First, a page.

New CDC Study Reveals Increase in Cigar Use

Study Comes As Cigar Industry Seeks Total Exemption from FDA Oversight

Washington, DC (August 2, 2012)

The American Lung Association is deeply troubled by the findings in the Centers for Disease Control and Prevention’s (CDC) Morbidity and Mortality Weekly Report (MMWR), “Consumption of Cigarettes and Combustible Tobacco, 2000-2011,” released today. The study shows that while cigarette use has declined 33 percent since 2000, the use of large cigars has increased 233 percent over this period.

This study comes at a time when the cigar industry is seeking to exempt many large cigars from any oversight from the Food and Drug Administration’s (FDA)’s Family Smoking Prevention and Tobacco Control Act. Pending legislation in the U.S. Senate (S.1461) and the U.S. House of Representatives (H.R. 1639) would exempt many cigars, including candy-flavored and other cigars that are most popular among youth, from any FDA oversight. This legislation would prohibit FDA from requiring warning labels on cigars, would not require cigars to be put behind the counters away from kids, and would not require cigar manufacturers to take out candy-flavors that are appealing to youth smokers.

As the study states, “smoke from pipes and cigars contains the same toxic chemicals as cigarettes.” Cigars contain tobacco and cause death and disease. Cigar smoke is not safe. The U.S. Surgeon General and the National Cancer Institute have confirmed that cigar smoking is not safe and can cause chronic obstructive pulmonary disease (COPD), cancers of the oral cavity, larynx, esophagus and lung, as well as heart disease. Cigar smoking is not limited to adults: each day, almost 3,000 youth under 18 smoke a cigar for the first time and 15 percent of all high school boys are current cigar users.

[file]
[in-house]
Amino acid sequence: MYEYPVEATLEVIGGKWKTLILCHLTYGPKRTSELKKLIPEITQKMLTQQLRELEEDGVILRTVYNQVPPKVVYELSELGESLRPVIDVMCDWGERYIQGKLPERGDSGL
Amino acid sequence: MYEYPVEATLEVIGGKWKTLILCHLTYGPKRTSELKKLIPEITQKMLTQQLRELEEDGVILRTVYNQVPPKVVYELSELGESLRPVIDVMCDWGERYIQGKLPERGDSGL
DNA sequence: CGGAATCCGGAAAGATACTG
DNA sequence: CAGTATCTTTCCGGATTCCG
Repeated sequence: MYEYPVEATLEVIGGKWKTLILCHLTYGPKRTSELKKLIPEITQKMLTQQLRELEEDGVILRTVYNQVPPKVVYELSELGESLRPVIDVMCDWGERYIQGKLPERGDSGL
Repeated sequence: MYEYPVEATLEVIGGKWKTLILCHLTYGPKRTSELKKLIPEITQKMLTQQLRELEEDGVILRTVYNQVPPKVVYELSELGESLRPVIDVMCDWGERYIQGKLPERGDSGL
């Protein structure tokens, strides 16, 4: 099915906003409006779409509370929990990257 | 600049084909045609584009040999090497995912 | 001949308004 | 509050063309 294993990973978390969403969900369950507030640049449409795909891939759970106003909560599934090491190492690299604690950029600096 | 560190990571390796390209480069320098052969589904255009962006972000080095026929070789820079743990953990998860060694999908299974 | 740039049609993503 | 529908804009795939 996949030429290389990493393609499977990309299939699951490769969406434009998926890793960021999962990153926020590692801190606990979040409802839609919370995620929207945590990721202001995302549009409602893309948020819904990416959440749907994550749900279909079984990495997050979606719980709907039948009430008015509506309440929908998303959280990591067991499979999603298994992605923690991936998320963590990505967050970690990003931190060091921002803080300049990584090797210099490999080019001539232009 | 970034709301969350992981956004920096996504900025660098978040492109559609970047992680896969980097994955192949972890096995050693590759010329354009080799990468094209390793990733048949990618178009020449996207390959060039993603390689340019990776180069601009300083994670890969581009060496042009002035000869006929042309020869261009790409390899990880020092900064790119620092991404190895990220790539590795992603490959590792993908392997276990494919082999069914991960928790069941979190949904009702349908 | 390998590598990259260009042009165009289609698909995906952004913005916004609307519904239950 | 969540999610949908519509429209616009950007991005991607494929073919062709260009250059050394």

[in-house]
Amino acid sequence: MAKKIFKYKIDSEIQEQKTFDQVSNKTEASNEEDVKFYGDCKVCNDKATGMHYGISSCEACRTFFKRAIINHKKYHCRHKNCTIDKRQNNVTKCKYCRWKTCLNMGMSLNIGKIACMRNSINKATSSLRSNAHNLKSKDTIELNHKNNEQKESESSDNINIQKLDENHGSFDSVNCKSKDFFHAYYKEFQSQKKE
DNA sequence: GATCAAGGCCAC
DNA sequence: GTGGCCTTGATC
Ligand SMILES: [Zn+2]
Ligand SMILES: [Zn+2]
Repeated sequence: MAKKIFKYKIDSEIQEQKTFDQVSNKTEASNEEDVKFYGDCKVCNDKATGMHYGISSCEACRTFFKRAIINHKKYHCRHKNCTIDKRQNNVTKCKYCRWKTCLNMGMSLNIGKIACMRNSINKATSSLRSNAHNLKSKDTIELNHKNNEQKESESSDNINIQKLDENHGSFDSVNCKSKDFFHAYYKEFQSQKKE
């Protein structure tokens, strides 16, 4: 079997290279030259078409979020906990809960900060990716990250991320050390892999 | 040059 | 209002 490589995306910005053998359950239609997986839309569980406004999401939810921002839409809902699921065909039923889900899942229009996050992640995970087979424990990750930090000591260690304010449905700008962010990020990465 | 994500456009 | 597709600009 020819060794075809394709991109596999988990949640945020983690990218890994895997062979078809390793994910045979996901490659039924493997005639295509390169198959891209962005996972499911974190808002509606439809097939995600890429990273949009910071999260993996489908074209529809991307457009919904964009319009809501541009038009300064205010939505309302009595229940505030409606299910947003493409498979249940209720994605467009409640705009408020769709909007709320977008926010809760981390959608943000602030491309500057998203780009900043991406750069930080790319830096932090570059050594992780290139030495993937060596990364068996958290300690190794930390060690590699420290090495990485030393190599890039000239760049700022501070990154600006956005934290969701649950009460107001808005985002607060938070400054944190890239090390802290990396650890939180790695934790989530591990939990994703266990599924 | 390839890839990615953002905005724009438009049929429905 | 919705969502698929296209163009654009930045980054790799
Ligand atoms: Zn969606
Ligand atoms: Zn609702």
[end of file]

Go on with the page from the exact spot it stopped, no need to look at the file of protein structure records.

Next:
The American Lung Association and its health partners have called on Congress to reject the cigar industry’s efforts to diminish FDA’s authority over cigars, and defend commonsense oversight to protect public health. The groups have urged Congress to strongly oppose any efforts to weaken FDA’s science-based authority over tobacco products, particularly for cigars, and sent letters to the U.S. House of Representatives and the U.S. Senate urging the rejection of a sweetheart deal for cigars.

The Lung Association is also calling on Congress to equalize tobacco tax rates for all tobacco products. This would prevent people from switching to cheaper, but still harmful, tobacco products and would thus help reduce overall tobacco use. Earlier this year, the Government Accountability Office released a study that found unequal tax rates among all tobacco products has led to “significant market shifts” as tobacco users switch to lower-priced products instead of quitting.

In 2009, a bipartisan Congress approved the Tobacco Control Act to protect the American public from the dangers of tobacco use. The law gave FDA immediate authority over cigarettes, smokeless and roll-your-own tobacco and allows the agency to deem authority over all other tobacco products, including cigars. The American Lung Association has urged FDA to move forward with this process.


About the American Lung Association
The American Lung Association is the leading organization working to save lives by improving lung health and preventing lung disease, through research, education and advocacy. The work of the American Lung Association is focused on four strategic imperatives: to defeat lung cancer; to improve the air we breathe; to reduce the burden of lung disease on individuals and their families; and to eliminate tobacco use and tobacco-related diseases.  For more information about the American Lung Association, a holder of the Better Business Bureau Wise Giving Guide Seal, or to support the work it does, call 1-800-LUNGUSA (1-800-586-4872) or visit: